Friday, December 31, 2010

End of 2010 and our Farm Christmas Tree

I wasn't going to put up a Christmas tree. Hazel's too young to understand it, and she and I went to visit her great-grandparents over Christmas anyway. But some time toward the beginning of the month, Ryan decided we needed a tree. So what do you think he did?
If you know him, you guessed it. He went out to the scrubby timber behind our house, and found us a gangly female cedar tree. I have to say, the minute I saw it I loved it. 
It's scrawny.
It's gangly.
It has about 2 ornaments per branch.
It was free.
And it's great. 
We may never spend $40 or even $25 on a Christmas tree again!

Just add this to that list of things that are kind of fun about owning 40 acres with scrubby unkempt timber in the middle of nowhere. Weeds become Christmas trees.

Happy New Year everyone!

Thursday, December 9, 2010

Local, Organic food is too expensive...right?

Fair warning: I'm in the mood to rant again. I just saw one of the Iowa Minute commercials sponsored by Farm Bureau on the evening news about food pantries and the affordability of food. I really dislike those commercials. But anyway, it talks about people who are unemployed using food pantries more and how Iowan conventional farmers are growing cheaper food for the world. 
Putting that whole argument aside, I just wanted to say something about how the food this farm grows is so expensive. It's true, we know that we cost more than the grocery store. I also know that we calculate a reasonable profit margin without any labor rate. But here's the real point I'm trying to make: 

Local food can be available for barter. 

I know there are people using our local food pantry, and we donate our small eggs to our local pantry for those people. However, I think people who were willing to come barter with their local farmers for food would be surprised how flexible we are. If you're an out of work accountant, offer to help us with our books. If you're an unemployed welder, I'm sure we can find something for you to weld around here! Even just offering babysitting at the going rate in exchange for that value in product could probably be arranged. I know I am blessed to still have my in-town job and certainly hope that continues to be the case. And I'm grateful for our core customers, who understand why we charge what we charge for food. I just want to say sometimes the out-of-the-norm thinking can benefit everyone involved.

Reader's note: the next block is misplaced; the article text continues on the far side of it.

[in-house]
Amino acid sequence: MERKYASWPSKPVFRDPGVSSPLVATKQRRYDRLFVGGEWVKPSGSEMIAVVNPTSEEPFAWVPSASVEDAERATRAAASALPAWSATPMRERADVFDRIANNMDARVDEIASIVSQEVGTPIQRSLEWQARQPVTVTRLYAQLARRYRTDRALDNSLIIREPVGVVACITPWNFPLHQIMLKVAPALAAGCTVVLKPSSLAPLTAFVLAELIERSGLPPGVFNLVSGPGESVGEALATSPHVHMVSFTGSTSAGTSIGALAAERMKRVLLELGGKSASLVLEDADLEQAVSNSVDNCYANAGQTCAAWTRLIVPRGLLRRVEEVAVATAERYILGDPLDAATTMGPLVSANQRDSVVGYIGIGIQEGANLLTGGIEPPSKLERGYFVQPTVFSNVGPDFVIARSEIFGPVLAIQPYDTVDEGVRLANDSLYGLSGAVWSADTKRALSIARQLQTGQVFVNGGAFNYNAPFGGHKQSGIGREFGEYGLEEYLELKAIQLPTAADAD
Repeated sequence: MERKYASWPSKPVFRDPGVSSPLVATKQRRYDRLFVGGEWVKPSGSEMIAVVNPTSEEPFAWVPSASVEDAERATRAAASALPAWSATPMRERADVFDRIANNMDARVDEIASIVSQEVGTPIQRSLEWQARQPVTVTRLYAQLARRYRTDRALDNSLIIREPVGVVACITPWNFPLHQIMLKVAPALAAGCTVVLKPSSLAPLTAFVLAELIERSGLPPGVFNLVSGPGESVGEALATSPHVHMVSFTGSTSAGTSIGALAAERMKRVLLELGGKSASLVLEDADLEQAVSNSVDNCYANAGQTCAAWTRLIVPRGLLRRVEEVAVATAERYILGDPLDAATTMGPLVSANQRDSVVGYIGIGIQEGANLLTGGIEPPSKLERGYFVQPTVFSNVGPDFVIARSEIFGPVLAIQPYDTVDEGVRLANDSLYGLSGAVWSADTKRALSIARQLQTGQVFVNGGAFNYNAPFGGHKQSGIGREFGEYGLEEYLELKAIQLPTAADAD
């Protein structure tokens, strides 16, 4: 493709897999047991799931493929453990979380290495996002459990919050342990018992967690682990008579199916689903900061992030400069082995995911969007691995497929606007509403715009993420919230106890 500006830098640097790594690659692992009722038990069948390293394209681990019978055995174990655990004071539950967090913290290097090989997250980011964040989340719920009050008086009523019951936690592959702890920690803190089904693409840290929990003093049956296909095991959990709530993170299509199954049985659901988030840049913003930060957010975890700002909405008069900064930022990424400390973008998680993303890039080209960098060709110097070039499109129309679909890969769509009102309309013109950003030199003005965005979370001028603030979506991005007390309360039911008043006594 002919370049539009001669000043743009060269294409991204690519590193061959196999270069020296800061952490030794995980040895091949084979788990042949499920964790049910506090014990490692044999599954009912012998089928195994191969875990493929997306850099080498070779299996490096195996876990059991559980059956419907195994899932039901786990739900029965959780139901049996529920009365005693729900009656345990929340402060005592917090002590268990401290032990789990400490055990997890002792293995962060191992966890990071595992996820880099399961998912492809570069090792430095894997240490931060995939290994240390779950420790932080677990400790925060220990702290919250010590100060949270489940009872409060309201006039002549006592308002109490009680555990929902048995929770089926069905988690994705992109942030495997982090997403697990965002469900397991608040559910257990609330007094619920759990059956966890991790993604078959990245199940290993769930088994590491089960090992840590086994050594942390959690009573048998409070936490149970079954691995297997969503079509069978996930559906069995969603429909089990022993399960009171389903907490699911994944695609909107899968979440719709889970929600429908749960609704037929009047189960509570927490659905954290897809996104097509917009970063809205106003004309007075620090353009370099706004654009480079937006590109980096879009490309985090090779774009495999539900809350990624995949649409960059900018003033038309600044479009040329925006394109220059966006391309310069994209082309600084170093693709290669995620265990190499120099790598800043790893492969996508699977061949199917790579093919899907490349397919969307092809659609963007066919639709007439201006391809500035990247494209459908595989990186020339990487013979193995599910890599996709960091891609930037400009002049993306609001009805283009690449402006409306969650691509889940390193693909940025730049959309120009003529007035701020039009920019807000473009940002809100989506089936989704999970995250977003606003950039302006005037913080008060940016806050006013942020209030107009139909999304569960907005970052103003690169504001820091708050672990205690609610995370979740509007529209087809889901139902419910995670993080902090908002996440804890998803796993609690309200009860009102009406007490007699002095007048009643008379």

Saturday, December 4, 2010

Maw, the Cows are Out

City people don't get calls like I get at work in the middle of the afternoon. When you live in a city, your husband calls you at work and says things like

"Can you pick up some milk on the way home?" or
"I think a light burnt out in the kitchen today" or even (if you're really lucky)
"What do you want for dinner tonight?"

But no, I live in the country. And my husband is full-time stay-at-home-dad as well as full-time farmer. I get calls like this.

"The truck died. I'm 3.5 hours away from you and have a full trailer full of just-processed frozen chickens." 

"I never did get around to chainsawing today because there are 3 fire trucks here from my unplanned prairie burn"

2008 Unplanned prairie burn

or this last Friday at 3:30 pm
"Everything got out. Cows and sheep, and I can't get them back in. I need more manpower!"

At that last one, echoing in my ears I heard with a nice hillbilly drawl, "Maw, the cows're out." 
This isn't our land, by the way. This is our neighbor's land. 
Did I mention it was freezing cold out? 

This is what they did to the portable netting when they got out:
They snapped the support post. Sigh. 

I keep thinking that after a few years, I won't get these phone calls at work anymore, but I'm beginning to think they are just part of the deal.